This has the potential to be a dark movie, but in the hands of the right people, Gloomhaven could have some of the deepest fantasy characters.


Dead of Winter

Dead of Winter may come off as a Walking Dead clone, but like Walking Dead, the zombies aren’t the most engaging thing about the story. The survivors take center stage. In Dead of Winter, players don’t know who the traitor is in their midst, they don’t even know if there is a traitor. This set up has the trappings of a good psychological thriller.

The setting of a zombie-apocalypse in the bitter cold adds another layer of tension. Finding out that food rations go missing or there aren’t enough being produced as before or that items like coats and firewood go missing would call into question everyone’s loyalty.


Fireball Island

Sometimes you just want a dumb action movie about grabbing treasure and getting the heck off an island. Hire a resident actor of weird roles like Tim Curry, Johnny Depp, Neil Patrick Harris, or Jim Carrey and add them to the formula of a huge volcano god puking fireballs, and you’ll have yourself a hit. You just need a volcano god puking fireballs.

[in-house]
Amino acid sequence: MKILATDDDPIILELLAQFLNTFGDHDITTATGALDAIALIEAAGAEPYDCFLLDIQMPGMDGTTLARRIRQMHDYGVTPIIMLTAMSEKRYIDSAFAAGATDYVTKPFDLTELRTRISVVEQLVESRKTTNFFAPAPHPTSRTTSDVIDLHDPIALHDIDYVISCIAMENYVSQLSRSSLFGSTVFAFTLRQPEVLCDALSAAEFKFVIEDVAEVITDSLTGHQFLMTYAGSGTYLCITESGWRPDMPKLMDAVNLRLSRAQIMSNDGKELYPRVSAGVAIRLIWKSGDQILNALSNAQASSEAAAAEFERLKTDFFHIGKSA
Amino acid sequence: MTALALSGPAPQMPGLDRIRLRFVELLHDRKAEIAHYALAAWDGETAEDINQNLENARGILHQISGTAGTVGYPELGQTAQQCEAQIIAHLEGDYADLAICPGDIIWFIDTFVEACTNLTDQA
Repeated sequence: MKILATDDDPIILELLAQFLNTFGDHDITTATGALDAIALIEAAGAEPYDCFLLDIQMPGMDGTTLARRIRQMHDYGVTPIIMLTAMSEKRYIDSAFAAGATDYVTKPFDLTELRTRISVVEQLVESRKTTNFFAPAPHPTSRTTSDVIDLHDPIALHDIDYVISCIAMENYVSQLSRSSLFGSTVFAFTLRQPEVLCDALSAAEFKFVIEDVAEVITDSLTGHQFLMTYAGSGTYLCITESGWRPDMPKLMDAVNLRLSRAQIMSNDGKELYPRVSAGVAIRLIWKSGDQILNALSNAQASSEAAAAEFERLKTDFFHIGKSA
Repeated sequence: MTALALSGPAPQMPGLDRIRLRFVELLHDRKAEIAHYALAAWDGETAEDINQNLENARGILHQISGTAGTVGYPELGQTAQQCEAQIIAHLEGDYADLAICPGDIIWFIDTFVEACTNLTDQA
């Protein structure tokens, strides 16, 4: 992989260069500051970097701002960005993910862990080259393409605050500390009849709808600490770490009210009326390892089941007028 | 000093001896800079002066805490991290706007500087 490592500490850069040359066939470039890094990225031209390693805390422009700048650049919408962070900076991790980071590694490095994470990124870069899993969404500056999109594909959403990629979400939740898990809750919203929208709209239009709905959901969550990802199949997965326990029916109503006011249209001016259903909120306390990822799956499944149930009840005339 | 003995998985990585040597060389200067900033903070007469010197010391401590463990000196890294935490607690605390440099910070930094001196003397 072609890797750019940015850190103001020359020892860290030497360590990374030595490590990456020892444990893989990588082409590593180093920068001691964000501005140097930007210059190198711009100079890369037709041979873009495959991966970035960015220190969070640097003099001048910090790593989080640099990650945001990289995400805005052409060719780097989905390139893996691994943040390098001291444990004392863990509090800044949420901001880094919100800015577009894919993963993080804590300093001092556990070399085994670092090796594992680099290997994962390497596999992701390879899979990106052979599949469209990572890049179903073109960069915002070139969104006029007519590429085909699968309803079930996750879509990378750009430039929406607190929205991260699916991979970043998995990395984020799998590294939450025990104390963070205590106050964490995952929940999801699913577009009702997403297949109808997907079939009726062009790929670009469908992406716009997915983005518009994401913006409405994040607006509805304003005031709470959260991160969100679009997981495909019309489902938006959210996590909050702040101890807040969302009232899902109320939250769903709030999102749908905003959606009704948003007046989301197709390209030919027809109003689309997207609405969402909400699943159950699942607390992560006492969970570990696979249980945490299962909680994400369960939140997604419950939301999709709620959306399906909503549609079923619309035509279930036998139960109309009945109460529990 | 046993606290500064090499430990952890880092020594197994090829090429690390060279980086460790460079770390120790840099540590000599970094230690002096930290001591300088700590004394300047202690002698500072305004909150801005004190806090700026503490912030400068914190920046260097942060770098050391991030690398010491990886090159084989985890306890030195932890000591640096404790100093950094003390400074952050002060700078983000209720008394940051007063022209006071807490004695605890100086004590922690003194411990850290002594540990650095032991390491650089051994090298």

These five games can’t be the only ones good for a movie adaptation. Slap me upside the head with a VHS tape—those are ancient movie viewing devices for younger readers—or let me know about it in comments. If you like what we do, subscribe to our page to get updates and then you can let me know how wrong I am as soon as possible.

3 Lists of 3 Tabletop Game Themes

Your uncle Geekly has talked about board game mechanisms in the past, so I figured it may be a good time to cover some tabletop games that tackle some great themes and intellectual properties. Let’s start with some board games that do a great job of putting their players in the middle of some other world.